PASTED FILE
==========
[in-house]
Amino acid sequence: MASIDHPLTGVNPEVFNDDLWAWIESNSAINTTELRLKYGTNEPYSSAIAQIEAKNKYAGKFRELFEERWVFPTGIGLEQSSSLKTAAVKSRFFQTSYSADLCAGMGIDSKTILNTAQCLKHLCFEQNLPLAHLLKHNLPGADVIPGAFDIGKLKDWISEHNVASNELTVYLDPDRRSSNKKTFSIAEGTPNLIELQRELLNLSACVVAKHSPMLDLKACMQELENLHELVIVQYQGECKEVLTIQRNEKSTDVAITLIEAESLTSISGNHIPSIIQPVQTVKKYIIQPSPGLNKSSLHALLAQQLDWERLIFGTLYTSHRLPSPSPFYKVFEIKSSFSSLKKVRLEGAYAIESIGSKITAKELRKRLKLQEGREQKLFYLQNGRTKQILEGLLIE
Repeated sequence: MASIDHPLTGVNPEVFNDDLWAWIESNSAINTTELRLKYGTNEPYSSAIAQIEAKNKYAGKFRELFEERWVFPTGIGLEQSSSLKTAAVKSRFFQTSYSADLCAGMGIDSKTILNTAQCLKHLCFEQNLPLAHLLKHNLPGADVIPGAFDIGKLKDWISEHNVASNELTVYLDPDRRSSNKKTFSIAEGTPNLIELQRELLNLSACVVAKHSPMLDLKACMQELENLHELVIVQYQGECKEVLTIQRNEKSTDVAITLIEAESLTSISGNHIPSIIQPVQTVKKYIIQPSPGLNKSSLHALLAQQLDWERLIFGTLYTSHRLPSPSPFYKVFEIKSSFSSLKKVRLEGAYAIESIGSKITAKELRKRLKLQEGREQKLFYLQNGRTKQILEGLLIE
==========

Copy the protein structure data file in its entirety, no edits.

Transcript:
[in-house]
Amino acid sequence: MASIDHPLTGVNPEVFNDDLWAWIESNSAINTTELRLKYGTNEPYSSAIAQIEAKNKYAGKFRELFEERWVFPTGIGLEQSSSLKTAAVKSRFFQTSYSADLCAGMGIDSKTILNTAQCLKHLCFEQNLPLAHLLKHNLPGADVIPGAFDIGKLKDWISEHNVASNELTVYLDPDRRSSNKKTFSIAEGTPNLIELQRELLNLSACVVAKHSPMLDLKACMQELENLHELVIVQYQGECKEVLTIQRNEKSTDVAITLIEAESLTSISGNHIPSIIQPVQTVKKYIIQPSPGLNKSSLHALLAQQLDWERLIFGTLYTSHRLPSPSPFYKVFEIKSSFSSLKKVRLEGAYAIESIGSKITAKELRKRLKLQEGREQKLFYLQNGRTKQILEGLLIE
Repeated sequence: MASIDHPLTGVNPEVFNDDLWAWIESNSAINTTELRLKYGTNEPYSSAIAQIEAKNKYAGKFRELFEERWVFPTGIGLEQSSSLKTAAVKSRFFQTSYSADLCAGMGIDSKTILNTAQCLKHLCFEQNLPLAHLLKHNLPGADVIPGAFDIGKLKDWISEHNVASNELTVYLDPDRRSSNKKTFSIAEGTPNLIELQRELLNLSACVVAKHSPMLDLKACMQELENLHELVIVQYQGECKEVLTIQRNEKSTDVAITLIEAESLTSISGNHIPSIIQPVQTVKKYIIQPSPGLNKSSLHALLAQQLDWERLIFGTLYTSHRLPSPSPFYKVFEIKSSFSSLKKVRLEGAYAIESIGSKITAKELRKRLKLQEGREQKLFYLQNGRTKQILEGLLIE